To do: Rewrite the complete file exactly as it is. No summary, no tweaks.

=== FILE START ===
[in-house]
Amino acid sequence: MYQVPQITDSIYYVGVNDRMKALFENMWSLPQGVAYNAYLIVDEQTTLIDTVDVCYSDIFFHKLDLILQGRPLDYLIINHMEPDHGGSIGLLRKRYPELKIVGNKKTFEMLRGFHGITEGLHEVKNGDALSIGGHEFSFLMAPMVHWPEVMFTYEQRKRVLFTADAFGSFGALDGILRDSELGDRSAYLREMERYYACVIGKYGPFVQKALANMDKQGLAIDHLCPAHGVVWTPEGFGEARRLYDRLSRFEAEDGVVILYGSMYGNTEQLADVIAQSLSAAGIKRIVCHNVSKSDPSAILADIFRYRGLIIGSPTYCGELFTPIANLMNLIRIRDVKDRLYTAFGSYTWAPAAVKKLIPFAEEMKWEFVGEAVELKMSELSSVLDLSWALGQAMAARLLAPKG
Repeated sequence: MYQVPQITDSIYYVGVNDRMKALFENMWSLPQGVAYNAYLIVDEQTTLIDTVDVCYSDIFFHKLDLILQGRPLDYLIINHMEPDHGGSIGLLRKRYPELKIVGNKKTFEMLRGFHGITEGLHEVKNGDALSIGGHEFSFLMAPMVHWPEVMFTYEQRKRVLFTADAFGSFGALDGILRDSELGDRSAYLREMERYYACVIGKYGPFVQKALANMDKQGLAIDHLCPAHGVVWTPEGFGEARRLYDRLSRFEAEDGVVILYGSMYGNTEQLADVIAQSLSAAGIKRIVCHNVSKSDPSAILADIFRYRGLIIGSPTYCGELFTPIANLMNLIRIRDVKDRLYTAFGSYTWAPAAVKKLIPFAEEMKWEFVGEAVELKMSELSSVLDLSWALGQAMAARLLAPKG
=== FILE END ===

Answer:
[in-house]
Amino acid sequence: MYQVPQITDSIYYVGVNDRMKALFENMWSLPQGVAYNAYLIVDEQTTLIDTVDVCYSDIFFHKLDLILQGRPLDYLIINHMEPDHGGSIGLLRKRYPELKIVGNKKTFEMLRGFHGITEGLHEVKNGDALSIGGHEFSFLMAPMVHWPEVMFTYEQRKRVLFTADAFGSFGALDGILRDSELGDRSAYLREMERYYACVIGKYGPFVQKALANMDKQGLAIDHLCPAHGVVWTPEGFGEARRLYDRLSRFEAEDGVVILYGSMYGNTEQLADVIAQSLSAAGIKRIVCHNVSKSDPSAILADIFRYRGLIIGSPTYCGELFTPIANLMNLIRIRDVKDRLYTAFGSYTWAPAAVKKLIPFAEEMKWEFVGEAVELKMSELSSVLDLSWALGQAMAARLLAPKG
Repeated sequence: MYQVPQITDSIYYVGVNDRMKALFENMWSLPQGVAYNAYLIVDEQTTLIDTVDVCYSDIFFHKLDLILQGRPLDYLIINHMEPDHGGSIGLLRKRYPELKIVGNKKTFEMLRGFHGITEGLHEVKNGDALSIGGHEFSFLMAPMVHWPEVMFTYEQRKRVLFTADAFGSFGALDGILRDSELGDRSAYLREMERYYACVIGKYGPFVQKALANMDKQGLAIDHLCPAHGVVWTPEGFGEARRLYDRLSRFEAEDGVVILYGSMYGNTEQLADVIAQSLSAAGIKRIVCHNVSKSDPSAILADIFRYRGLIIGSPTYCGELFTPIANLMNLIRIRDVKDRLYTAFGSYTWAPAAVKKLIPFAEEMKWEFVGEAVELKMSELSSVLDLSWALGQAMAARLLAPKG